Posted by: Lauren Young on March 28, 2007
Move over Peter Lynch.
A new study from the University of California, Berkeley’s Haas School of Business shows that “investing in what you know” doesn’t appear to hold true for individual investors.
In a study of almost one million transactions from more than 43,000 households, Haas Assistant Professor Mark Seasholes investigated whether investors who buy stocks of local companies have superior information. He found that individuals who buy local stocks fail to outperform the stock market, suggesting that these investors had no superior information about the companies.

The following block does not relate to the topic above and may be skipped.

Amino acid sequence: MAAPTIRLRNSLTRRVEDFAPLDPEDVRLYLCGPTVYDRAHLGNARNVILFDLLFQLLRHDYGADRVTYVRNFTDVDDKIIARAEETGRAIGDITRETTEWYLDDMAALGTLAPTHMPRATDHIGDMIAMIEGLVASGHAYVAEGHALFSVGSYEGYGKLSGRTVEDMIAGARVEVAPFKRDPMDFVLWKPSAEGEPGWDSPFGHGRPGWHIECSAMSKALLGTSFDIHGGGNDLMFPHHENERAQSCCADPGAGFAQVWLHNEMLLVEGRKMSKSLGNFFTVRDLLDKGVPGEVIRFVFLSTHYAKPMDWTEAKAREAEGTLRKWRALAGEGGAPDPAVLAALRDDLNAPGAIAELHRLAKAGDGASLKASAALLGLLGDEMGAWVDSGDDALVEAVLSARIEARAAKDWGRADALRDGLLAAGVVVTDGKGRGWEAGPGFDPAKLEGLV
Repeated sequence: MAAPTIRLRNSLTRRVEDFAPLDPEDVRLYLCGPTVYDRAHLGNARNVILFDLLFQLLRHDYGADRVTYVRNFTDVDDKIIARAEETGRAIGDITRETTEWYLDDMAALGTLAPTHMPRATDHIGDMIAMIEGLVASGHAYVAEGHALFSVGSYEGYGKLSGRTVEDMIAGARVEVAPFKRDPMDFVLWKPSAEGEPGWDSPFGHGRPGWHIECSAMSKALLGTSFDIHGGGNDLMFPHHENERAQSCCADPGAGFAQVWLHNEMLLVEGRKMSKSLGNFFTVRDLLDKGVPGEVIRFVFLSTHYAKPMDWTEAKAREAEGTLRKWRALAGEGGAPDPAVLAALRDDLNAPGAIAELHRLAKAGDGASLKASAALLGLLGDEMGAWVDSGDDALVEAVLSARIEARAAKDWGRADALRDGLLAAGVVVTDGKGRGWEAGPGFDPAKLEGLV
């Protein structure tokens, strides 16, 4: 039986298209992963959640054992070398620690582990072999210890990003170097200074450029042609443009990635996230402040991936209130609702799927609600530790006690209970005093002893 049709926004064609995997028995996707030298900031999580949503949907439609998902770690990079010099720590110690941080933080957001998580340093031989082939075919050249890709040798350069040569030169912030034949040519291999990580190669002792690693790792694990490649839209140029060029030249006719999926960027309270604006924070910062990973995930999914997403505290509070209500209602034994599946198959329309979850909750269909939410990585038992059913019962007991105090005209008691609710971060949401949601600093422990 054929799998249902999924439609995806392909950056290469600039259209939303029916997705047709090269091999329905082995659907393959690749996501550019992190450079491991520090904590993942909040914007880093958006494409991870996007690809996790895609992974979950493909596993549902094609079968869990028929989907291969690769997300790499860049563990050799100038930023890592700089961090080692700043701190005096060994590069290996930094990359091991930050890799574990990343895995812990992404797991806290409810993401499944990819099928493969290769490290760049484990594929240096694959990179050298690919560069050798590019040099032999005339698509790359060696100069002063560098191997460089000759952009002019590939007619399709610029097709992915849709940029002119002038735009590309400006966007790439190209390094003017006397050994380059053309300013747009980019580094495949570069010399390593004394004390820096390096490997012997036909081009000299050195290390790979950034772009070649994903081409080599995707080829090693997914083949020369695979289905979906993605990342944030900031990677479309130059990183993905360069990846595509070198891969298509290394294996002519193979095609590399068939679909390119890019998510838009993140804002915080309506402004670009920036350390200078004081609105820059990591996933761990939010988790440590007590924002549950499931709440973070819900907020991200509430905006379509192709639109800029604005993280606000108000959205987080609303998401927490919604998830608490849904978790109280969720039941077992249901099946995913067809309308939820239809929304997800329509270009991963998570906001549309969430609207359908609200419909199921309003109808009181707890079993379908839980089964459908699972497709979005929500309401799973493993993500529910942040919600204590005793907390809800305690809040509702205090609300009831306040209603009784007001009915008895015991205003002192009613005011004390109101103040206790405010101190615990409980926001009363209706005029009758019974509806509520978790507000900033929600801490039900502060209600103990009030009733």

Seasholes, who co-authored a working paper with Ning Zhu of the University of California, Davis, found that the typical investor overweights local stocks and has approximately 30% of his or her holdings in stocks located within a 250-mile radius of home. That represents a disproportionately large amount in local holdings given that on average, only 12% of companies on the stock market are headquartered within the same radius.
Based on their findings, the authors discourage investors from buying individual stocks at all and instead suggest index funds.
Interesting findings. Actually, the few stocks I own are stocks my father bought for me when I was a child, and they’ve done quite well. (We are from the Philadelphia area, so I own a few local utilities in my personal account.)
Which local companies do you own—and how have they fared?